&=~ r^3 \,(\cos\;(2\theta + \theta) \;+\; i\,\sin\;(2\theta + \theta) )\\ \nonumber
 &=~ r^3 \,(\cos\;3\theta \;+\; i\,\sin\;3\theta) ~,
\end{align*}\]

and continuing like this (i.e. by mathematical induction), we get:

Theorem 6.1 De Moivre's Theorem

For any integer \(n \ge 1 \),

\[\label{eqn:demoivre}
 \left[ r\,(\cos\;\theta \;+\; i\,\sin\;\theta )\right]^n ~=~
 r^n \,(\cos\;n\theta \;+\; i\,\sin\;n\theta ) ~.\]

We define \(z^0 = 1 \) and \(z^{-n} = 1/z^n \) for all integers \(n \ge 1 \). So by De Moivre's Theorem and Equation \ref{eqn:complextrigmult}, for any \(z=r\,(\cos\;\theta \;+\; i\,\sin\;\theta) \) and integer \(n \ge 1 \) we get

\[\nonumber \begin{align*}
 z^{-n} ~&=~ \frac{1}{z^n}\\ \nonumber
 &=~ \frac{1\,(\cos\;0^\circ \;+\; i\,\sin\;0^\circ )}{r^n \,(\cos\;n\theta \;+\;
  i\,\sin\;n\theta )}\\ \nonumber
 &=~ \frac{1}{r^n} \,(\cos\;(0^\circ - n\theta) \;+\; i\,\sin\;(0^\circ - n\theta))\\ \nonumber
 &=~ r^{-n} \, (\cos\;(- n\theta) \;+\; i\,\sin\;(- n\theta)) ~,
\end{align*}\]

and so De Moivre's Theorem in fact holds for all integers.

Example 6.12

 Find \((1+i)^{10} \).

Solution:

Since \(1+i = \sqrt{2}\;(\cos\;45^\circ \;+\; i\,\sin\;45^\circ )\) (why?), by De Moivre's Theorem we have

\[\nonumber (1+i)^{10} ~=~ (\sqrt{2})^{10} \;(\cos\;450^\circ \;+\; i\,\sin\;450^\circ ) ~=~
  2^{10/2} \;(0 \;+\; i\,(1)) ~=~ 2^5 \,\cdot\, i ~=~ \boxed{32i} ~.\]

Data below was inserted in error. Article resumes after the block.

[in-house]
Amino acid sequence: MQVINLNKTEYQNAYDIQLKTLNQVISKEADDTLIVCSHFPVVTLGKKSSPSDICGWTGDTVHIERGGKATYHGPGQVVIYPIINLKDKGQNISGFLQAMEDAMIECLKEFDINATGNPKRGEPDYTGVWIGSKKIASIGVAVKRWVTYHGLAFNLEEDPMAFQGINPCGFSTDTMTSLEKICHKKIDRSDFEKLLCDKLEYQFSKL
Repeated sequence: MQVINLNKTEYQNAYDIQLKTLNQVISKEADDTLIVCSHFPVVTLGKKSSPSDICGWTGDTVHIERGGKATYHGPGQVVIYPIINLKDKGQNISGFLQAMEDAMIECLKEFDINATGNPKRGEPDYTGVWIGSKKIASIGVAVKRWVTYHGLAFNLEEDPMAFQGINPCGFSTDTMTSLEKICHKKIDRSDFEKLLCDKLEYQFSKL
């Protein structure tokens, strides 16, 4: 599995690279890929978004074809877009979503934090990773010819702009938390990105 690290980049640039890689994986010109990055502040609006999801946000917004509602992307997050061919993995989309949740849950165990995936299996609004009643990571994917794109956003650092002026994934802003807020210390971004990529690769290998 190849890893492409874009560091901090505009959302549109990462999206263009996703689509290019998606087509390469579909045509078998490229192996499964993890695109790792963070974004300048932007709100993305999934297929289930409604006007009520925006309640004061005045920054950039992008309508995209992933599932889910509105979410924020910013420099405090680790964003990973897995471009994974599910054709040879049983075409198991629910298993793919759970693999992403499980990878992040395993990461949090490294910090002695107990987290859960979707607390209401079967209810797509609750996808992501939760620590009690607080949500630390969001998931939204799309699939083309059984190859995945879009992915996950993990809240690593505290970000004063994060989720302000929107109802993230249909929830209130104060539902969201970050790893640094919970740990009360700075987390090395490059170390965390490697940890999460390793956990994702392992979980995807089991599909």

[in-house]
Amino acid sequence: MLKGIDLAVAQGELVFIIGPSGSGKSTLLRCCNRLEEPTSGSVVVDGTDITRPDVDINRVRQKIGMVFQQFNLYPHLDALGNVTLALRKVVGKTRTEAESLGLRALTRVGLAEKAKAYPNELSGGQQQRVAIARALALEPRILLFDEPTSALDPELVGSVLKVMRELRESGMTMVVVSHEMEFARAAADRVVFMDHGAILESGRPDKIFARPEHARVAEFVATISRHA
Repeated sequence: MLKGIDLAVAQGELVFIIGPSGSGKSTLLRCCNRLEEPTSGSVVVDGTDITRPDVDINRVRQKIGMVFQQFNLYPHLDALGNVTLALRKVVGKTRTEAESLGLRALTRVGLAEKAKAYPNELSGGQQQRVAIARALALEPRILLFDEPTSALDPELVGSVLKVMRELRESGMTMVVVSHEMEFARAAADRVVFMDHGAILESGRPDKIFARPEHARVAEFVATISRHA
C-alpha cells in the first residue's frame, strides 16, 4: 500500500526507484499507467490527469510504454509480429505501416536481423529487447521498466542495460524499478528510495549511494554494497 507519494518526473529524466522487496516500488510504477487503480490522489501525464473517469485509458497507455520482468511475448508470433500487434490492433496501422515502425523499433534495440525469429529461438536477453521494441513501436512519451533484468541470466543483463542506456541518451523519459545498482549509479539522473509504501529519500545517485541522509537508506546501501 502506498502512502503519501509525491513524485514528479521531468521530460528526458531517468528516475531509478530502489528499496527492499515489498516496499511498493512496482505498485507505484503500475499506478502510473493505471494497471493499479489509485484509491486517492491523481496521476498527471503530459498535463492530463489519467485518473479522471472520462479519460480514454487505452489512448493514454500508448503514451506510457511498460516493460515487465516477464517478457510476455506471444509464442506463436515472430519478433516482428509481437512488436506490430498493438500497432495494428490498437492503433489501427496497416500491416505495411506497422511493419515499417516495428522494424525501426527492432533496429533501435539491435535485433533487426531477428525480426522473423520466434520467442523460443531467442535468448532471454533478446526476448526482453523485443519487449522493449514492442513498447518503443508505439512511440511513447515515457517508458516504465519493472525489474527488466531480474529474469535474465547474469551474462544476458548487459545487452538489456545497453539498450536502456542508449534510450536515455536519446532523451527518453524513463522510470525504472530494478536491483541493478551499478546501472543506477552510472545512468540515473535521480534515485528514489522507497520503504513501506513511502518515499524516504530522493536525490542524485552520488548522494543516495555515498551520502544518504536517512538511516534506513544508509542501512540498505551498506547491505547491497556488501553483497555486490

We can use De Moivre's Theorem to find the \(n^{th} \)  roots of a complex number. That is, given any complex number \(z \) and positive integer \(n \), find all complex numbers \(w \) such that \(w^n = z \). Let \(z=r\,(\cos\;\theta \;+\; i\,\sin\;\theta) \). Since the cosine and sine functions repeat every \(360^\circ \), we know that \(z=r\,(\cos\;(\theta + 360^\circ k)\;+\; i\,\sin\;(\theta + 360^\circ k)) \) for \(k=0 \), \(\pm\,1 \), \(\pm\,2 \), \(... \). Now let \(w=r_0 \,(\cos\;\theta_0 \;+\; i\,\sin\;\theta_0 ) \) be an \(n^{th} \) root of \(z \). Then

\[\nonumber \begin{align*}
 w^n ~=~ z \quad&\Rightarrow\quad \left[ r_0 \,(\cos\;\theta_0 \;+\; i\,\sin\;\theta_0 )\right]^n
  ~=~ r\,(\cos\;(\theta + 360^\circ k)\;+\; i\,\sin\;(\theta + 360^\circ k))\\ \nonumber
 &\Rightarrow\quad r_0^n \,(\cos\;n\theta_0 \;+\; i\,\sin\;n\theta_0 )
  ~=~ r\,(\cos\;(\theta + 360^\circ k)\;+\; i\,\sin\;(\theta + 360^\circ k))\\ \nonumber
 &\Rightarrow\quad r_0^n ~=~ r \quad\text{and}\quad n\theta_0 ~=~ \theta + 360^\circ k\\ \nonumber
 &\Rightarrow\quad r_0 ~=~ r^{1/n} \quad\text{and}\quad \theta_0 ~=~
  \frac{\theta + 360^\circ k}{n} ~.
\end{align*}\]

Since the cosine and sine of \(\frac{\theta + 360^\circ k}{n} \) will repeat for \(k \ge n \), we get the following Equation for the \(n^{th} \) roots of \(z\):